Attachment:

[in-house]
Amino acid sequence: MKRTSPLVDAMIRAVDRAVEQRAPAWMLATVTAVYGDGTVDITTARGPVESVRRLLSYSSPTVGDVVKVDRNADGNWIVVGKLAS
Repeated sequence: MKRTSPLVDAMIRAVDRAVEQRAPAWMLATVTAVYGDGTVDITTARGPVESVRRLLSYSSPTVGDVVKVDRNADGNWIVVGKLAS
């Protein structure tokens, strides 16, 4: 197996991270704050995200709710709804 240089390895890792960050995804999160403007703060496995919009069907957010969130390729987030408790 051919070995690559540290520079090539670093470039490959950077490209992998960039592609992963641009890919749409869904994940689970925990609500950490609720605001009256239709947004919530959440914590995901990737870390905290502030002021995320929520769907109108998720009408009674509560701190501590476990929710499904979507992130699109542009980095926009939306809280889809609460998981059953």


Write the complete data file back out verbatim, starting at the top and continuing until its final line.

[in-house]
Amino acid sequence: MKRTSPLVDAMIRAVDRAVEQRAPAWMLATVTAVYGDGTVDITTARGPVESVRRLLSYSSPTVGDVVKVDRNADGNWIVVGKLAS
Repeated sequence: MKRTSPLVDAMIRAVDRAVEQRAPAWMLATVTAVYGDGTVDITTARGPVESVRRLLSYSSPTVGDVVKVDRNADGNWIVVGKLAS
């Protein structure tokens, strides 16, 4: 197996991270704050995200709710709804 240089390895890792960050995804999160403007703060496995919009069907957010969130390729987030408790 051919070995690559540290520079090539670093470039490959950077490209992998960039592609992963641009890919749409869904994940689970925990609500950490609720605001009256239709947004919530959440914590995901990737870390905290502030002021995320929520769907109108998720009408009674509560701190501590476990929710499904979507992130699109542009980095926009939306809280889809609460998981059953």